Pets and Senior Citizens: Talk to your parents about future plans for their pets

Pets and senior citizens can be inseparable. Your mother or father has turned to their pet for love, companionship, or maybe even a sense of purpose every day. After all, their pet is completely helpless and dependent and needs that care and attention from their owner. The benefits of pets and senior citizens together is well documented. If you are considering a gift for your parent of a new pet, there are many things to consider. You'll want to consider your parent's lifestyle and fitness level, where they live, personality, temperament and the like.

Many people naturally are drawn to puppies or kittens when they are considering a new pet for themselves or someone else. You may want to give your Mom or Dad a new focus for their time, but please think carefully before surprising them with that furry bundle of joy. Take the time to learn about what canine-kids really require.

Also, consider pet care finances

In today’s economy, more and more people have had to give up their pets because they can no longer afford their care. That’s a good reason to check in on your parents and initiate a conversation about their finances. Make sure there are no financial stresses with the rising costs of food, medicine and veterinary care.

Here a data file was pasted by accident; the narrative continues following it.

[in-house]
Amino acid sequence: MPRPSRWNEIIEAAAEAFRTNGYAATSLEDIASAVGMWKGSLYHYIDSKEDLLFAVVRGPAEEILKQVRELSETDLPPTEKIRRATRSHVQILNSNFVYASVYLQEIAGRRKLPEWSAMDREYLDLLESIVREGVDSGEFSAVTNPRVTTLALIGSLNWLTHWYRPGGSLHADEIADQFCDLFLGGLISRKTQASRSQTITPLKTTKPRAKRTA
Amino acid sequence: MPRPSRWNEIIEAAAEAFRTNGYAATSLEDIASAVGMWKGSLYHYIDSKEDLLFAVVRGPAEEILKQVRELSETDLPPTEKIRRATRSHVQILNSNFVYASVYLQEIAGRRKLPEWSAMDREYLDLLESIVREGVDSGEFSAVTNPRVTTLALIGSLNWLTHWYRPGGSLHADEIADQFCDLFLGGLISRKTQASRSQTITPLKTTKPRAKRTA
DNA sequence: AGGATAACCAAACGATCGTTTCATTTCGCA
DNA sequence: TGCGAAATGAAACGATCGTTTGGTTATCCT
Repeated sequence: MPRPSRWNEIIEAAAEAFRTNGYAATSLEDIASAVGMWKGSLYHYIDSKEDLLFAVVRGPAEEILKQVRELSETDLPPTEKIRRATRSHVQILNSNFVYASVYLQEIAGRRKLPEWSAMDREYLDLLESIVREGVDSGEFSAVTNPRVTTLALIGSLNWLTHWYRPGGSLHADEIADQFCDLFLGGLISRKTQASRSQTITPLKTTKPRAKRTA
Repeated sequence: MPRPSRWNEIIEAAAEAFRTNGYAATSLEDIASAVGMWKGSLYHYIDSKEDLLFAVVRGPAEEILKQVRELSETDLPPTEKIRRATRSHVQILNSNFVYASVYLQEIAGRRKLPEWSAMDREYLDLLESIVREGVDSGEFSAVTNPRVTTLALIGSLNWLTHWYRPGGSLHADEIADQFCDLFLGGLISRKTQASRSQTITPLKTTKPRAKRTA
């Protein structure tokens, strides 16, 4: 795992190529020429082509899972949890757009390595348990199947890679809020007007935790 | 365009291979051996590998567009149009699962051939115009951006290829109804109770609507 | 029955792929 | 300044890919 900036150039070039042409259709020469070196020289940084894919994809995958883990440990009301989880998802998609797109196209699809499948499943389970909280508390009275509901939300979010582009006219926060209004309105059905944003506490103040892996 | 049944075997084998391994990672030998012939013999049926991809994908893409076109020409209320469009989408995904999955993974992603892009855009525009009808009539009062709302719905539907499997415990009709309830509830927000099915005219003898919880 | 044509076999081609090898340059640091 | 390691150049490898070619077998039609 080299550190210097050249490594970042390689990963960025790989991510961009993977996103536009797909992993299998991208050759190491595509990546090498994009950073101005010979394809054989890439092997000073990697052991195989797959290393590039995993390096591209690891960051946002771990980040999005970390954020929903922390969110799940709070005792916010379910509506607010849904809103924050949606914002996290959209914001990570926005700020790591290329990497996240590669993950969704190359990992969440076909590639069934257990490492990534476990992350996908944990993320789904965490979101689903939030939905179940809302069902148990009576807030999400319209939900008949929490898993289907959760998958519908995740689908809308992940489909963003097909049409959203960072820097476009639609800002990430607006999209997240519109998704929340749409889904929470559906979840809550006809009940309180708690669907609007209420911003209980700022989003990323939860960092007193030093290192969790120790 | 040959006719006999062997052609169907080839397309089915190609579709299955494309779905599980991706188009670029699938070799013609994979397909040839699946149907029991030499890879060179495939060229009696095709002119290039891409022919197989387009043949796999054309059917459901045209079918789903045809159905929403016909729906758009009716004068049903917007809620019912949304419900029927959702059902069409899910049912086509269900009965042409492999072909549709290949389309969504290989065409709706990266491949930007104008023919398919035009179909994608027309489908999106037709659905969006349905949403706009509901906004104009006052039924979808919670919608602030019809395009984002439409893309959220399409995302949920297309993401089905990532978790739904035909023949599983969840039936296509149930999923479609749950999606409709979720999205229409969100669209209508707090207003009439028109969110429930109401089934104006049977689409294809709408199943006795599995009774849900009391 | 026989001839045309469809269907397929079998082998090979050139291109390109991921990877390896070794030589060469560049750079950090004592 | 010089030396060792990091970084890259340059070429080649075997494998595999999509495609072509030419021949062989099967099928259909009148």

So what happens if the day comes when your parent can no longer take care of their pet?  Part of elder care planning with your aging parent should be to talk about the pets. Don’t just think about the end of life, what about emergencies? Considering the bond of pets and senior citizens, what if your parent has an extended illness, or a lengthy recuperation from surgery? What’s the plan for Felix and Fido?

Create an Emergency Plan

If you’re in the midst of dealing with some other emergency with your parent, you don’t want to compound the headaches by having to improvise on the care of your parent’s pets. 

You should have a conversation with your aging parents to get some details on the family animals, and figure out a Pet Care Plan -- short-term and long.

You need to know:

  • Name, nickname (cat, dog, bird…)
  • Breed, color, age
  • Food, feeding schedule, treats
  • Current medications, schedule and delivery method
  • Vet, emergency care hospital, general medical issues
  • Favorite toys and play routines
  •  General daily schedule, favorite sleeping spots, hiding spots
  • Characteristics and quirks
  • Known fears or triggers or bad habits
  • Regular sitters or walkers or boarding place

Seniors and Pets

Use this conversation about pets as a stepping stone to other planning conversations with your aging parents. As you continue to show care and compassion for your parents' situation and demonstrate that you are on the same team, you build trust and lay a foundation for even more difficult conversations about their future.